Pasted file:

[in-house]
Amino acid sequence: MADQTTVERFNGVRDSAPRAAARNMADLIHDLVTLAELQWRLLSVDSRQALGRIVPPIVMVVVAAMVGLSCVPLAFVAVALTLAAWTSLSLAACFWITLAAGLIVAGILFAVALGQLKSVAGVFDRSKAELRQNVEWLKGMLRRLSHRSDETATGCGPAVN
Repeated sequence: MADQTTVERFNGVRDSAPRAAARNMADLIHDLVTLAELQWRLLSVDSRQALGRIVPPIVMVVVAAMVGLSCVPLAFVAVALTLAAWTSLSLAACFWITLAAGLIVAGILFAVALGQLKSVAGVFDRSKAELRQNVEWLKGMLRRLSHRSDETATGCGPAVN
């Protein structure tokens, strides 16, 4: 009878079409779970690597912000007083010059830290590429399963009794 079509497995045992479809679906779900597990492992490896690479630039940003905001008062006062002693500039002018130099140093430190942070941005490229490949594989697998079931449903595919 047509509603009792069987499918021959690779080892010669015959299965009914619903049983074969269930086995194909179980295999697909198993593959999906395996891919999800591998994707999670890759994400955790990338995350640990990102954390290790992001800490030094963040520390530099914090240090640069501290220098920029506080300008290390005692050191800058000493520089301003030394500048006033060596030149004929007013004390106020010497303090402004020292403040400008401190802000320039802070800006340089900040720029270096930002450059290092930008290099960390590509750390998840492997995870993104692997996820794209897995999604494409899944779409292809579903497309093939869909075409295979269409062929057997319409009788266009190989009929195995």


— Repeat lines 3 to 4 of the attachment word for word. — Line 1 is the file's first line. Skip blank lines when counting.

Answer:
Repeated sequence: MADQTTVERFNGVRDSAPRAAARNMADLIHDLVTLAELQWRLLSVDSRQALGRIVPPIVMVVVAAMVGLSCVPLAFVAVALTLAAWTSLSLAACFWITLAAGLIVAGILFAVALGQLKSVAGVFDRSKAELRQNVEWLKGMLRRLSHRSDETATGCGPAVN
């Protein structure tokens, strides 16, 4: 009878079409779970690597912000007083010059830290590429399963009794 079509497995045992479809679906779900597990492992490896690479630039940003905001008062006062002693500039002018130099140093430190942070941005490229490949594989697998079931449903595919 047509509603009792069987499918021959690779080892010669015959299965009914619903049983074969269930086995194909179980295999697909198993593959999906395996891919999800591998994707999670890759994400955790990338995350640990990102954390290790992001800490030094963040520390530099914090240090640069501290220098920029506080300008290390005692050191800058000493520089301003030394500048006033060596030149004929007013004390106020010497303090402004020292403040400008401190802000320039802070800006340089900040720029270096930002450059290092930008290099960390590509750390998840492997995870993104692997996820794209897995999604494409899944779409292809579903497309093939869909075409295979269409062929057997319409009788266009190989009929195995």